King, W. B. 1981. Endangered birds of the world: the ICBP bird Red Data Book. Smithsonian Institution Press and International Council for Bird Preservation [bound reissue of King 1978-1979], Washington, D.C.
Osburn, W. 1858. Notes on the birds of Jamaica. Reproduced in:. Gosse Bird Club Broadsheet 39: 5-7.
Osburn, W. 1869. Notes on the mountain birds of Jamaica. The Zoologist 208: 6709-6722, 6833-6841.
Raffaele, H.; Wiley, J.; Garrido, O.; Keith, A.; Raffaele, J. 1998. Birds of the West Indies. Christopher Helm, London.
Rimmer, C. C.; Townsend, J. M.; Townsend, A. K.; FernÃ¡ndez, E. M.; Almonte, J. 2005. Avian diversity, abundance, and conservation status in the Macaya Biosphere Reserve of Haiti. Ornitologia Neotropical 16: 219-230.
Stattersfield, A. J.; Crosby, M. J.; Long, A. J.; Wege, D. C. 1998. Endemic bird areas of the world: priorities for bird conservation. BirdLife International, Cambridge, U.K.
Townsend, J. M.; Garrido, E.; Mejia, D. A. 2008. Nests and nesting behaviour of Golden Swallow (Tachycineta euchrysea) in abandoned bauxite mines in the Dominican Republic. Wilson Journal of Ornithology 120(4): 867-871.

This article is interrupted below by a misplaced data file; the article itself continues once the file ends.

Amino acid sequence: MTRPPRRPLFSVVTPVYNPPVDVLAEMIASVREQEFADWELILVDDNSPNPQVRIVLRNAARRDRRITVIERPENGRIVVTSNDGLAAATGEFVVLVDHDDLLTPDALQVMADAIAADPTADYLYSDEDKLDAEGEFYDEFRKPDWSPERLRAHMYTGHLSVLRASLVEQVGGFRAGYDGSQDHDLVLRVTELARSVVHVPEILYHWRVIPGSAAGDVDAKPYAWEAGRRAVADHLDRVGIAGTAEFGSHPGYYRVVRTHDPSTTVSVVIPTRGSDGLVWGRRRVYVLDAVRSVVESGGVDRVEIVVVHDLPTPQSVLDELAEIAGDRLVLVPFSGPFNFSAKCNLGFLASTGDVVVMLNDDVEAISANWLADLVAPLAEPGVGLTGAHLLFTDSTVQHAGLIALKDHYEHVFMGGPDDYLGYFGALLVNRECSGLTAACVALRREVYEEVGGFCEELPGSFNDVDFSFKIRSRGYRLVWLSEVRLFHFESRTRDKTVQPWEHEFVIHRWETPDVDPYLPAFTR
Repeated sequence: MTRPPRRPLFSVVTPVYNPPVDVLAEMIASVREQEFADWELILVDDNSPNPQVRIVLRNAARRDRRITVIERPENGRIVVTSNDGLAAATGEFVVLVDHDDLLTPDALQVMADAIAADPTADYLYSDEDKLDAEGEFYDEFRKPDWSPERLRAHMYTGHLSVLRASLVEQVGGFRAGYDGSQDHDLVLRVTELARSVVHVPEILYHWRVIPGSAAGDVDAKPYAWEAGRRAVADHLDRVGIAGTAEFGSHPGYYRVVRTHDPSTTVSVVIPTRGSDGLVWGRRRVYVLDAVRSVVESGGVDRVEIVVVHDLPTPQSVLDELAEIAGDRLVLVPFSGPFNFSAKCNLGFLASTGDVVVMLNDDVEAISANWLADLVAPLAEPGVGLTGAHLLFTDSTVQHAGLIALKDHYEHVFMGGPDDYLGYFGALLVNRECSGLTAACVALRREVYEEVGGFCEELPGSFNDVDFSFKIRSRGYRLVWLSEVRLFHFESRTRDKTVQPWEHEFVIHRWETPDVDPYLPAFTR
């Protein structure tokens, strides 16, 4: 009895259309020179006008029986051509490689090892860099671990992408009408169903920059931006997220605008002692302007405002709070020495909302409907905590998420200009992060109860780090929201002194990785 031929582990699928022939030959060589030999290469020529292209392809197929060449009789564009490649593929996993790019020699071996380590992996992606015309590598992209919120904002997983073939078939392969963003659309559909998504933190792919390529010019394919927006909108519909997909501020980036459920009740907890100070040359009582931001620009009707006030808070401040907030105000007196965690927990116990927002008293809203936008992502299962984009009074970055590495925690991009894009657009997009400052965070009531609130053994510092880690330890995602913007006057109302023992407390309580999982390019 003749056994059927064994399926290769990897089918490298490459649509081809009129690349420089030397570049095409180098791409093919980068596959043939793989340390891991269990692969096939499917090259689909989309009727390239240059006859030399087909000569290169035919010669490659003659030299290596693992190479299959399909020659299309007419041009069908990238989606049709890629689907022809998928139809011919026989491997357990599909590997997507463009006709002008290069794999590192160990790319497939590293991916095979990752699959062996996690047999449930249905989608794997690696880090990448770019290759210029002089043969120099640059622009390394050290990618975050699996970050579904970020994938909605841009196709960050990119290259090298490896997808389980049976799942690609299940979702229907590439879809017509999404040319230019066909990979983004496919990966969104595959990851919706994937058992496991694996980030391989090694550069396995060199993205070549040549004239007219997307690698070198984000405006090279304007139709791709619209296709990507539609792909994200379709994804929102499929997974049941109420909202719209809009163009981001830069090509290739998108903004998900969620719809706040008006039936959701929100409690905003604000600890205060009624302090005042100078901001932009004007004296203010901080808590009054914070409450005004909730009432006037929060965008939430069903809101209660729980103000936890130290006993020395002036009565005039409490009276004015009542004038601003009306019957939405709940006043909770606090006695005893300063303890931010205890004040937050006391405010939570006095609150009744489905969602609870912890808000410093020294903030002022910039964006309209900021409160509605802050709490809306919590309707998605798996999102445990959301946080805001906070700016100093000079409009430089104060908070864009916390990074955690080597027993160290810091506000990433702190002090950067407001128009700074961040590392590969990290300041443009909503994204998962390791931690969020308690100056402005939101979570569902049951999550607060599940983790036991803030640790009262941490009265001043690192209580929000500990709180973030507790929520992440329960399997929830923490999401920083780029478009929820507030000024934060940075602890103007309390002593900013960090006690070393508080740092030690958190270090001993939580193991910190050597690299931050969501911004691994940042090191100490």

Turner, A.; Rose, C. 1989. Swallows and martins of the world. Christopher Helm, London.
Wetmore, A.; Lincoln, F. C. 1933. Additional notes on the birds of Haiti and the Dominican Republic. Proceedings of the United States National Museum 82(25): 1-68.
Woods, C. A.; Ottenwalder, J. A. 1986. Birds of the national parks of Haiti. University of Florida, Gainesville.
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Text account compilers
Capper, D., Khwaja, N., Mahood, S., Pople, R., Wege, D., Sharpe, C J
Kirwan, G., Wege, D., Townsend, J.
IUCN Red List evaluators
Butchart, S., Symes, A.
BirdLife International (2016) Species factsheet: Tachycineta euchrysea. Downloaded from
http://www.birdlife.org on 01/10/2016.
Recommended citation for factsheets for more than one species: BirdLife International (2016) IUCN Red List for birds. Downloaded from
http://www.birdlife.org on 01/10/2016.
This information is based upon, and updates, the information published in BirdLife International (2000)
Threatened birds of the world. Barcelona and Cambridge, UK: Lynx Edicions and BirdLife International, BirdLife International (2004)
Threatened birds of the world 2004 CD-ROM and BirdLife International (2008) Threatened birds of the world 2008 CD-ROM. These sources provide the information for species accounts for the birds on the IUCN Red List.